These have been extraordinary weeks across the world as we have seen the advance of Covid-19 globally. The disease is no respecter of borders or cultures and perhaps there is a new unity in our common experience.
Just as many of us are facing unprecedented changes to our daily lives, so seafarers are facing very particular challenges. Many who are finishing contracts are unable to leave ships because of restrictions on travel and transit. Some have got stuck in remote cities while en route to and from ships. Others are unable to join, meaning serious loss of income. Many are desperately worried about their families back home. In many ports, shore leave is denied. Access to normal welfare support is often now much more limited. I am proud of the way in which so many of our port teams have responded. It is of paramount importance that we protect seafarers at this time, that we follow best practice as well as government guidelines, in ensuring that we are not responsible for transmitting this virus to the crews.
Many of our Centres have had to close. Others are offering a minimal service which eliminates inappropriate human contact while seeking to meet need. Such ship visiting as is still allowed is carried out at the gangway – at a distance, often utilising Personal Protection Equipment and ensuring absolute attention to excellent hygiene. Within these parameters, we will continue to serve seafarers. And similarly, our work with seafarer families goes on, also amidst severe limitations.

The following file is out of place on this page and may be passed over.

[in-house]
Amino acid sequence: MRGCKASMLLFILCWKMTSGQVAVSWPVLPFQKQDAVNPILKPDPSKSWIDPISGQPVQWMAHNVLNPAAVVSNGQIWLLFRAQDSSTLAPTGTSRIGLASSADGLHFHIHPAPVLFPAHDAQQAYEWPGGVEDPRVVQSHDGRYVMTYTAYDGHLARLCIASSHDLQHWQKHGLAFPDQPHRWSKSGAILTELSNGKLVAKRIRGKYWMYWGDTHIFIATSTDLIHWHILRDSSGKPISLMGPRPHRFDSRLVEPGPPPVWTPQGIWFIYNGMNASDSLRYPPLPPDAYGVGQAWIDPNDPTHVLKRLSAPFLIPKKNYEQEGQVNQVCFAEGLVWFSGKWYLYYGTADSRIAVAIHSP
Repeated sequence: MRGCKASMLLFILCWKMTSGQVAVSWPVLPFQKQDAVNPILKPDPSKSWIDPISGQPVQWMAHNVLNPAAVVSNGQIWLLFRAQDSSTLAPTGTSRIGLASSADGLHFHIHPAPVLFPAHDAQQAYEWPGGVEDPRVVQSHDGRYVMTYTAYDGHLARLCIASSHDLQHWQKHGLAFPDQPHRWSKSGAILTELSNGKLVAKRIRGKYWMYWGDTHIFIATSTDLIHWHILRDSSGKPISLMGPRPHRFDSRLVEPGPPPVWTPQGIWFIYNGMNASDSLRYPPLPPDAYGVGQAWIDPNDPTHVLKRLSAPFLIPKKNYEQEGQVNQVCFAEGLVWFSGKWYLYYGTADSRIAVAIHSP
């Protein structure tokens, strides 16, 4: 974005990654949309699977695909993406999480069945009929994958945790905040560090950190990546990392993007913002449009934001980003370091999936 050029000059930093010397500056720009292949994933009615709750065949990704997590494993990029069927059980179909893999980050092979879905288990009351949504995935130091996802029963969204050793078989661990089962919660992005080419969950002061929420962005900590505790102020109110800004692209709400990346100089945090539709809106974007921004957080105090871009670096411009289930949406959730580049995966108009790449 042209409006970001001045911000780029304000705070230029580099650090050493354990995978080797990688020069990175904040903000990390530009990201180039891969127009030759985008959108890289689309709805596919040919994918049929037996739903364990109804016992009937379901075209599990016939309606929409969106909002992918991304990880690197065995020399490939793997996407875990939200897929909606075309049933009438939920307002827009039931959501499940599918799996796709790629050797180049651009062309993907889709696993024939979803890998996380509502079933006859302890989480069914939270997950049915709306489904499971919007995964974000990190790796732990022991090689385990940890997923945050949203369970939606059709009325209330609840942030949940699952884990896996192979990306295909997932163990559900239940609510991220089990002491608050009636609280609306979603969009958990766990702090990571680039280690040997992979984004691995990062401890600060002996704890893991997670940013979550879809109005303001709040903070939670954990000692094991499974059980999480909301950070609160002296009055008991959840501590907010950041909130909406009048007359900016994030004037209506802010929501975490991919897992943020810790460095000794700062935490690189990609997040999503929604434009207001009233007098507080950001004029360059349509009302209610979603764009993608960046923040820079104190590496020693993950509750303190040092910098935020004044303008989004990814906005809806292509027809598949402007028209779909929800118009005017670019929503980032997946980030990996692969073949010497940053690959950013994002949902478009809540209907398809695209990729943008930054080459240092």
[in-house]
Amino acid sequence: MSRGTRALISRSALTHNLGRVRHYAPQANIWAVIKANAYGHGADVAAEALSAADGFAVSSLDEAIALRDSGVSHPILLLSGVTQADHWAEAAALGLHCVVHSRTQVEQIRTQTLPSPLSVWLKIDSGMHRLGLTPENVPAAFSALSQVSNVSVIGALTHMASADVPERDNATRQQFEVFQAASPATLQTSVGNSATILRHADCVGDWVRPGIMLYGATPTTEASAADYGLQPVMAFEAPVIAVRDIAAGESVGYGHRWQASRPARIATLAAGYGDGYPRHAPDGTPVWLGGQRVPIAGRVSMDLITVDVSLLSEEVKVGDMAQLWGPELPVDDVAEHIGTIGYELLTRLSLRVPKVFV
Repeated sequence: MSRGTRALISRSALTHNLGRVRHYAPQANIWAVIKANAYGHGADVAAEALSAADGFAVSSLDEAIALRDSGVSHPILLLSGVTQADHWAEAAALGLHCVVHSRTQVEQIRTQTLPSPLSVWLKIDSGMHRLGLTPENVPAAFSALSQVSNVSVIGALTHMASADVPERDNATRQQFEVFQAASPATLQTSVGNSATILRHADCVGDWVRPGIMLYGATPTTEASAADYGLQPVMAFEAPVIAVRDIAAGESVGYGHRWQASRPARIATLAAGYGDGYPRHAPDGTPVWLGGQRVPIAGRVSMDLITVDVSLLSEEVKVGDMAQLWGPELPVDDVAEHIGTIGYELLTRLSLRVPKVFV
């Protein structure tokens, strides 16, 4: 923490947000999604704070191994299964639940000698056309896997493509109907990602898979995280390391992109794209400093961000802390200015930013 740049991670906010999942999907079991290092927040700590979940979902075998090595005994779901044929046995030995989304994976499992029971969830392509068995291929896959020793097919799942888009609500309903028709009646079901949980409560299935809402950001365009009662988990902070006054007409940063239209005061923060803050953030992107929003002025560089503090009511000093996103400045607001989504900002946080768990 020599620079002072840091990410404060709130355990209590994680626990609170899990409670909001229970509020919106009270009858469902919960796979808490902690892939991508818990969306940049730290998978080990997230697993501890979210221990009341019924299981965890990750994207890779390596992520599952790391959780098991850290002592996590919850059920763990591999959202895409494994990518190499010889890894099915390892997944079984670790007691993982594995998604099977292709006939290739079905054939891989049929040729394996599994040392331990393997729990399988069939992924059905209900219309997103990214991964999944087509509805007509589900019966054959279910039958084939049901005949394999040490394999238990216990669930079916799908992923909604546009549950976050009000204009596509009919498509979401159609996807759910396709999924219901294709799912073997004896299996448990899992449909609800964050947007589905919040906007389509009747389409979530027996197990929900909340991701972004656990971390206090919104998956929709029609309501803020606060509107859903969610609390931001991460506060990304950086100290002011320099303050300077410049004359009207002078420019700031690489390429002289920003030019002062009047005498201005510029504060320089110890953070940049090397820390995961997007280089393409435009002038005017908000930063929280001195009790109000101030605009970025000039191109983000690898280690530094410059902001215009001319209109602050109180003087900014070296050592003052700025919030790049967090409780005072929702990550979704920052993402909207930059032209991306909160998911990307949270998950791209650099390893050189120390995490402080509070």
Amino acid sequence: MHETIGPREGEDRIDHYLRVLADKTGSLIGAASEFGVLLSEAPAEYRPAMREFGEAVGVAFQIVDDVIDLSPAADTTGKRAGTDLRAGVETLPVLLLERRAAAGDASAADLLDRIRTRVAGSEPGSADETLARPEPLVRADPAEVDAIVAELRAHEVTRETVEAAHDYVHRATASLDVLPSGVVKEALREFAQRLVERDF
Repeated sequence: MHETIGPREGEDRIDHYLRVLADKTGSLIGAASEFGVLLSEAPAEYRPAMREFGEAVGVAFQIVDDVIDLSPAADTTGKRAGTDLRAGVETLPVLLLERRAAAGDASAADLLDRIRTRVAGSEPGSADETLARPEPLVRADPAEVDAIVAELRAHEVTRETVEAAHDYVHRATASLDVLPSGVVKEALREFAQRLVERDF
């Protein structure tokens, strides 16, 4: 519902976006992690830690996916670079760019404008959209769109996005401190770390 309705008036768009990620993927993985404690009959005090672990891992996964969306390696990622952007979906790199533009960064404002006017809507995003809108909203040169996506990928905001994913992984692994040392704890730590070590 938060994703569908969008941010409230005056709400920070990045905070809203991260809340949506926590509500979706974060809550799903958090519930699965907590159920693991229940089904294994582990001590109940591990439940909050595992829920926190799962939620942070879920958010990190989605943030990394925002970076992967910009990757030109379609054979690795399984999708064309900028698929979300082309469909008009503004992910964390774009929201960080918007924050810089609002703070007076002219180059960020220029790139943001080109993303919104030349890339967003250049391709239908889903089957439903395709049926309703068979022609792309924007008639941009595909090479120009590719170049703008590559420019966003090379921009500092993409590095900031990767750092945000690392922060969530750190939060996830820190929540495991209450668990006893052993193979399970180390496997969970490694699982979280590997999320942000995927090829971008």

We are working hard to develop new ways of working with seafarers, especially through much enhanced digital and social media contact. We are working to bring advice to seafarers in these very particular circumstances. We are looking creatively at new ways of service. I know that many centres are worried about money, as they lose vital income. We are looking with partners at ways in which we can respond to such needs. Some of our teams are using some of their time to volunteer in their communities in other ways, delivering food to the elderly for example. There is huge proactivity, at IHQ, within Regions and at local level.
It is undoubtedly a very anxious and disruptive time and no one can clearly see the future. However, all our collective effort is going into sustaining our work, maintaining our focus and supporting one another, as well as those we serve.
Thanks to you all, for your prayers, your love and your service.